The Holy Spirit helps us in our distress by Max Lucado

The Holy Spirit helps us in our distress by Max Lucado

The passages below are taken from Max Lucado’s book “Come Thirsty,” published in 2004 by W Publishing Group.

Why anyone would pester Hannah Lake is beyond me. If the sweet face of this ten-year-old doesn’t de-starch your shirt, her cherubic voice will. But, according to her dad, a grade school bully tried to stir some trouble. Intimidation tactics, pressure—the pest tried it all. But Hannah didn’t fold. And in the end, it was not her dimples or tender voice but her faith that pulled her through.

The older student warned Hannah to prepare for battle. “Any day now I’m coming after you.” Hannah didn’t flinch or cry. She simply informed the perpetrator about the facts. “Do whatever you need to do,” she explained. “But just know this: God is on my side.”

Last word has it that no more threats have been made.

Elementary school bullies don’t await you, but funeral homes do. Job transfers and fair-weather friends do. Challenges pockmark the pathway of your life. Where do you find energy to face them? God never promises an absence of distress. But he does promise the assuring presence of his Holy Spirit.

At first blush, a person might assume that the Holy Spirit is all about the spectacular and stupendous. We’ve seen the television images of sweating preachers, fainting and falling audiences, unintelligible tongue speaking, and questionable miracle working. While no one would deny the pupil-popping nature of the Holy Spirit’s work (tongues of fire over the apostles’ heads), a focus on the phenomenal might lead you to miss his quieter stabilizing work.

The Holy Spirit invisibly, yet indispensably, serves as a rudder for the ship of your soul, keeping you afloat and on trackThis is no solo journeyNext time you feel as though it is, review some of the gifts the Spirit gives. For example, “you were sealed in Him with the Holy Spirit of promise, who is given as a pledge of our inheritance” (Ephesians 1:13—14 NASB).

The Spirit seals you. The verb sealed stirs a variety of images. To protect a letter, you seal the envelope. To keep air out of a jar, you seal its mouth with a rubber-ringed lid. To keep oxygen from the wine, you seal the opening with cork and wax. To seal a deal, you might sign a contract or notarize a signature. Sealing declares ownership and secures contents.

The most famous New Testament “sealing” occurred with the tomb of Jesus. Roman soldiers rolled a rock over the entrance and “set a seal on the stone” (Matthew 27:66 NASB). Archaeologists envision two ribbons stretched in front of the entrance, glued together with hardened wax that bore the imprimatur of the Roman government—-SPQR (Senatus Populusque Romanus)—as if to say, “Stay away! The contents of this tomb belong to Rome.” Their seal, of course, proved futile.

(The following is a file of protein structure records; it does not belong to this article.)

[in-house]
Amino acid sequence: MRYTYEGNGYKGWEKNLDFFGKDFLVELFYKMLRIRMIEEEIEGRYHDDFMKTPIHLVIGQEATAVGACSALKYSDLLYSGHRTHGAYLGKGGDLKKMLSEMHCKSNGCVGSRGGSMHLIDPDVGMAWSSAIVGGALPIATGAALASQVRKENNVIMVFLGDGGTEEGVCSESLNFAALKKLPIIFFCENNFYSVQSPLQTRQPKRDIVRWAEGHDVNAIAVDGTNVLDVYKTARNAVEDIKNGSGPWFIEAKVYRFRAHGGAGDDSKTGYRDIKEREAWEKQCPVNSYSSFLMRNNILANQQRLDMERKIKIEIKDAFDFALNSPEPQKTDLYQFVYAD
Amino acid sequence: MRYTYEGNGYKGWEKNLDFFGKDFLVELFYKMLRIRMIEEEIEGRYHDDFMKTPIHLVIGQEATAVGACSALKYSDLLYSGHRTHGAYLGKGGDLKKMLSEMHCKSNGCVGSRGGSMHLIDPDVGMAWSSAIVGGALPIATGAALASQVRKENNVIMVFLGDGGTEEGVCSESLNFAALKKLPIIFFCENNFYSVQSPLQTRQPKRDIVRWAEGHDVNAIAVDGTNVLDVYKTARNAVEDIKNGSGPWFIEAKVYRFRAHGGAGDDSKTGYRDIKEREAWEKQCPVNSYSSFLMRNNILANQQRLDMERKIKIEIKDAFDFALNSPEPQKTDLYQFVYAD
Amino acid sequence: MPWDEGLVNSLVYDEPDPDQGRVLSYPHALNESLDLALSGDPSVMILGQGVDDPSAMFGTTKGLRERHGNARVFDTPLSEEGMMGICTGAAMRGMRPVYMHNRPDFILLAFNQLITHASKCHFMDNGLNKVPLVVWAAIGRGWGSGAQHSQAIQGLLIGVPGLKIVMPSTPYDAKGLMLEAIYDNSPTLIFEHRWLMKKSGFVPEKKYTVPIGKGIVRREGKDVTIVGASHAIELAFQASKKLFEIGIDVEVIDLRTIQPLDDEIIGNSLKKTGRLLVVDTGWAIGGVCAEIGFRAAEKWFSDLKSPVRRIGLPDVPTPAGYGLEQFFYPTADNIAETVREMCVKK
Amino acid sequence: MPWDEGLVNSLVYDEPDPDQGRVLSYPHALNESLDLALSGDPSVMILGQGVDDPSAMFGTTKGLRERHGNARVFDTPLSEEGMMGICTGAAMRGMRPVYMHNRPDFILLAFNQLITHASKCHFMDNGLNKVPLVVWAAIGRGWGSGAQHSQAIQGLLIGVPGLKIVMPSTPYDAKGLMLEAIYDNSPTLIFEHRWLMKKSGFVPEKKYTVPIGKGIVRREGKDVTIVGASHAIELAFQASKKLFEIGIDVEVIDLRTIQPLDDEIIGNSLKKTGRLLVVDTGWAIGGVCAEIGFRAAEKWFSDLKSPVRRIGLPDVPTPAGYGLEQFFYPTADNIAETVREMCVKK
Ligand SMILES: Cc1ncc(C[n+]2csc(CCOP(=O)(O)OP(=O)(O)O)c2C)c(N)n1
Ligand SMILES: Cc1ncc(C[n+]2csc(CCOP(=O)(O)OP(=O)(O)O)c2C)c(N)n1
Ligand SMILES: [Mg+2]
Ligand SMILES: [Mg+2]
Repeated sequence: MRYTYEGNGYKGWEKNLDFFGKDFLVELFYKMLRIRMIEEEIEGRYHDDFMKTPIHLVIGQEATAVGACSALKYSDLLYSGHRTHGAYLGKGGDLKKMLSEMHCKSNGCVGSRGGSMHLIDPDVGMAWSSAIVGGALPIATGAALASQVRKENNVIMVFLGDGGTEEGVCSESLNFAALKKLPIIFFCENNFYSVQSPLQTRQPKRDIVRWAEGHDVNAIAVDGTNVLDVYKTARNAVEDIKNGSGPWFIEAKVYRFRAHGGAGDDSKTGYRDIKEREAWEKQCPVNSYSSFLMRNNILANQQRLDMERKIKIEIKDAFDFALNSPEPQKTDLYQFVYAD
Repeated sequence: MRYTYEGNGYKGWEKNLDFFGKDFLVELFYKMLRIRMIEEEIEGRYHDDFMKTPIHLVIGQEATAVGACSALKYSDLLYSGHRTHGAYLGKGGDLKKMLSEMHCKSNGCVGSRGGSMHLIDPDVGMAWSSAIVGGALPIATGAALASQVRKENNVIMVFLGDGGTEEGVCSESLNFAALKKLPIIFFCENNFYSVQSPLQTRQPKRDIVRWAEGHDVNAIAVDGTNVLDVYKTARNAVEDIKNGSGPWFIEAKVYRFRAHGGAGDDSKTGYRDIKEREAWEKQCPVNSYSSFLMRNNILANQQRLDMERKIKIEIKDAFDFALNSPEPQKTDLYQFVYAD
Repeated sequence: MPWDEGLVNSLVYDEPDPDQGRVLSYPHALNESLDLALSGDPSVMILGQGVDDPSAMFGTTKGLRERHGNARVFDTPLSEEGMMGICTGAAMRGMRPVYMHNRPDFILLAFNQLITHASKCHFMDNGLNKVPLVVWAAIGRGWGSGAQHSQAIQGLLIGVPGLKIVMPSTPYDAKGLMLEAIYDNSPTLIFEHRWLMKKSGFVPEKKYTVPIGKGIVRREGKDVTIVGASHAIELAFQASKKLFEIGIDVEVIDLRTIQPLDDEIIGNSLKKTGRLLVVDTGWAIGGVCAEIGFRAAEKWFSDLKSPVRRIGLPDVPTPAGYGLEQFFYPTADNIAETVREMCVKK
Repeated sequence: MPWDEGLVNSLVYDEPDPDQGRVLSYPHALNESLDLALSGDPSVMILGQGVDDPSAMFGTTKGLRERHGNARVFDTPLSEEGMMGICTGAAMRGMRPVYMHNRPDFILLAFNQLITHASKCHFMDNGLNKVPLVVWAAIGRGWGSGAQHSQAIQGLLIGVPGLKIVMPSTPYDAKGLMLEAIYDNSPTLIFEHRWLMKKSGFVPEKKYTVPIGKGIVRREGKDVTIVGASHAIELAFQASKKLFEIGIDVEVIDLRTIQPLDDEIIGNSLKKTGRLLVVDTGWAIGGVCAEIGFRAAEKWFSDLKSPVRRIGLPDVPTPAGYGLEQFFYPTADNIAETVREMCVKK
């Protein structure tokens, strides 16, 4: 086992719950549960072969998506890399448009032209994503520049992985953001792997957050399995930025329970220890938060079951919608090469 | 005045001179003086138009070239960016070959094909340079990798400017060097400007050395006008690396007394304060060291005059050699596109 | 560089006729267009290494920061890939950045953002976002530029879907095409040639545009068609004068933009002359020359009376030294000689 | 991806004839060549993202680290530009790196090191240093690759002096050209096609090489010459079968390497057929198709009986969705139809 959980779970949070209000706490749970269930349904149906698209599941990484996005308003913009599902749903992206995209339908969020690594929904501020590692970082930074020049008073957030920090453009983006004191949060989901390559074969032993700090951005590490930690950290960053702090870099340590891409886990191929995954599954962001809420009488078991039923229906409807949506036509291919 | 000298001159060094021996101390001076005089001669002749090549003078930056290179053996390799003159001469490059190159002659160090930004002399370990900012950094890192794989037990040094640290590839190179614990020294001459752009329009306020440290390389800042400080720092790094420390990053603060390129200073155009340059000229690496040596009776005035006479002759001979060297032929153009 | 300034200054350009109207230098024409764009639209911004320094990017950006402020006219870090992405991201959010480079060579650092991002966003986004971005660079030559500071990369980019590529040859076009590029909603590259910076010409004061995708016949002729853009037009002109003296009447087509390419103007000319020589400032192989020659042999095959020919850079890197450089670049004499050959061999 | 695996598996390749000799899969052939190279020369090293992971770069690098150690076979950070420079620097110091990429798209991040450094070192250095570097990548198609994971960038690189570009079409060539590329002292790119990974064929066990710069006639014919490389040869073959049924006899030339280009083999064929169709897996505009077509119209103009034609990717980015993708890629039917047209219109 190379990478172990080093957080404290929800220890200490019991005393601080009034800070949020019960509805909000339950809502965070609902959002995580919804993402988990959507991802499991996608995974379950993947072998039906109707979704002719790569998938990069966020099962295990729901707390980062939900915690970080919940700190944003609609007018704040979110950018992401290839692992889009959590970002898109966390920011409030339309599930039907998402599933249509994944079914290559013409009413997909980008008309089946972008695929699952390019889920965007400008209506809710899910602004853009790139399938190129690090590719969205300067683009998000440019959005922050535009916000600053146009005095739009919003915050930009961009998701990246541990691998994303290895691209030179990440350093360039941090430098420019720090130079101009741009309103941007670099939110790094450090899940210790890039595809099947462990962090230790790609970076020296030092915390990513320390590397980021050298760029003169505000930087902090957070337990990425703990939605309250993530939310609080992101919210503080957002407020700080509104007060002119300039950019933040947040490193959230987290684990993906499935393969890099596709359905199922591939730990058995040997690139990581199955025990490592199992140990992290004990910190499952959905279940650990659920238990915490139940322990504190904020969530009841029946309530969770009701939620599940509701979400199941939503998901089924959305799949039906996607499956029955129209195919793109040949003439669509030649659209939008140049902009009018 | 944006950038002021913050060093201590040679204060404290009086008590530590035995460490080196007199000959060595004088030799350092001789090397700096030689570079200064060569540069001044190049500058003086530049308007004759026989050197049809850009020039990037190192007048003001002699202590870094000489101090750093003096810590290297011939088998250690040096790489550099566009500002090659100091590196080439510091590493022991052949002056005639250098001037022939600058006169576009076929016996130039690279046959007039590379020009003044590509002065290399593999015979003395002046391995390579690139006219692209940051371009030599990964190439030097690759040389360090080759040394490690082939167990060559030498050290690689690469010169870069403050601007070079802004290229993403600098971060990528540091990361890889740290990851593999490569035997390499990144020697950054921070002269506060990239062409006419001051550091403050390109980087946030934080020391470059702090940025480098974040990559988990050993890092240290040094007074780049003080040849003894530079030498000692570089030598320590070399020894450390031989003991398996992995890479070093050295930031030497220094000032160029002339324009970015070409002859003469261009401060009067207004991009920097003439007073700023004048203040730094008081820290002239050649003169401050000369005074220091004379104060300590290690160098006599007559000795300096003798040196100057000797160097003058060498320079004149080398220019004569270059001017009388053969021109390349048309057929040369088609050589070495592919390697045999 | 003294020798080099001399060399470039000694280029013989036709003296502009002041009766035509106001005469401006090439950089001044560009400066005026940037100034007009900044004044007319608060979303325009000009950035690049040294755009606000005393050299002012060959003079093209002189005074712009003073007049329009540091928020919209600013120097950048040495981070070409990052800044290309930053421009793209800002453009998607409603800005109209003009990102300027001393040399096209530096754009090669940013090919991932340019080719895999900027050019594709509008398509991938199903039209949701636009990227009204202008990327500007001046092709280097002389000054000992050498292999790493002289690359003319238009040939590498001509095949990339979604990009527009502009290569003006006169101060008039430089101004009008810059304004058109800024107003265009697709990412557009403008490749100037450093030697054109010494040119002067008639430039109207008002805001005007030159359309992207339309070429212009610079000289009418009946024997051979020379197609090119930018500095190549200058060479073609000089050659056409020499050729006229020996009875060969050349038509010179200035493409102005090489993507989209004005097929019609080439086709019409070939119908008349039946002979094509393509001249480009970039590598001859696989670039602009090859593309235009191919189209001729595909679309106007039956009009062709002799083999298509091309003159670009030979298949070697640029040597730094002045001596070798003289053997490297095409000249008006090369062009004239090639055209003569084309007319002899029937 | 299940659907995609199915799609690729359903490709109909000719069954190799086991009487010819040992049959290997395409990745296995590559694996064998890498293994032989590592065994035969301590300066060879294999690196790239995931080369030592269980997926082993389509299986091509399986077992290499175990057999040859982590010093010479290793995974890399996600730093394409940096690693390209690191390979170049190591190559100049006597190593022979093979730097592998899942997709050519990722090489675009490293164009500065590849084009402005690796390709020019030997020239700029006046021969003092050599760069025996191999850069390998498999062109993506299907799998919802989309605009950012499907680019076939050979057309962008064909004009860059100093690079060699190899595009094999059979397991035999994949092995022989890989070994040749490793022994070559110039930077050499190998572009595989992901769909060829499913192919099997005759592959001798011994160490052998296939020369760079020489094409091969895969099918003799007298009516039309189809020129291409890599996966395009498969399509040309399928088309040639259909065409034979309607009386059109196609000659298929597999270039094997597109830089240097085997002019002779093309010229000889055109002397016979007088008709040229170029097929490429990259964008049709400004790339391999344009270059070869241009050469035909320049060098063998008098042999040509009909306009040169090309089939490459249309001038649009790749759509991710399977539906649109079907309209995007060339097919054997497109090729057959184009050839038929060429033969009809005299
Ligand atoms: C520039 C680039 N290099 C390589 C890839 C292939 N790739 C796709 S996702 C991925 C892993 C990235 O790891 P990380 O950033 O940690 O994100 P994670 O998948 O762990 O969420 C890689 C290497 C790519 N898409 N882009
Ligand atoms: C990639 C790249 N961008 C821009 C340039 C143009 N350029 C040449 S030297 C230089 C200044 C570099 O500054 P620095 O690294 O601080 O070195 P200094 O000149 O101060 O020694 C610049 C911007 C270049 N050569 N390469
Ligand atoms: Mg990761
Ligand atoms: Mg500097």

The seal of the Spirit, however, proves forceful. When you accepted Christ, God sealed you with the Spirit. “Having believed, you were marked in him with a seal, the promised Holy Spirit” (Ephesians 1:13 NIV). When hell’s interlopers come seeking to snatch you from God, the seal turns them away. He bought you, owns you, and protects you. God paid too high a price to leave you unguarded. As Paul writes later, “Remember, he is the one who has identified you as his own, guaranteeing that you will be saved on the day of redemption” (Ephesians 4:30 NLT).

In his delightful book The Dance of Hope, my friend Bill Frey tells of a blind student named John, whom he tutored at the University of Colorado in 1951. One day Bill asked John how he had become blind. The sightless student described an accident that had happened in his teenage years. The tragedy took not just the boy’s sight but also his hope. He told Bill, “I was bitter and angry with God for letting it happen, and I took my anger out on everyone around me. I felt that since I had no future, I wouldn’t lift a finger on my own behalf. Let others wait on me. I shut my bedroom door and refused to come out except for meals.”

His admission surprised Bill. The student he assisted displayed no bitterness or anger. He asked John to explain the change. John credited his father. Weary of the pity party and ready for his son to get on with life, he reminded the boy of the impending winter and told him to mount the storm windows. “Do the work before I get home or else,” the dad insisted, slamming the door on the way out.

John reacted with anger. Muttering and cursing and groping all the way to the garage, he found the windows, stepladder, and tools and went to work. “They’ll be sorry when I fall off my ladder and break my neck.” But he didn’t fall. Little by little he inched around the house and finished the chore.

The assignment achieved the dad’s goal. John reluctantly realized he could still work and began to reconstruct his life. Years later he learned something else about that day. When he shared this detail with Bill, his blind eyes misted. “I later discovered that at no time during the day had my father ever been more than four or five feet from my side.”

The father had no intention of letting the boy fall.

Your Father has no intention of letting you fall, either. You can’t see him, but he is present. You are “shielded by God’s power” (1 Peter 1:5 NIV). He is “able to keep you from falling and to present you before his glorious presence without fault and with great joy” (Jude 24 NIV).

Drink deeply from this truth. God is able to keep you from falling! Does he want you living in fear? No! Just the opposite. “The Spirit we received does not make us slaves again to fear; it makes us children of God. With that Spirit we cry out, ‘Father.’ And the Spirit himself joins with our spirits to say we are God’s children” (Rom. 8:15—16 NCV).

What an intriguing statement. Deep within you, God’s Spirit confirms with your spirit that you belong to him. Beneath the vitals of the heart, God’s Spirit whispers, “You are mine. I bought you and sealed you, and no one can take you.” The Spirit offers an inward, comforting witness.

He is like a father who walks hand in hand with his little child. The child knows he belongs to his daddy, his small hand happily lost in the large one. He feels no uncertainty about his papa’s love. But suddenly the father, moved by some impulse, swings his boy up into the air and into his arms and says, “I love you, son.” He puts a big kiss on the bubbly cheek, lowers the boy to the ground, and the two go on walking together.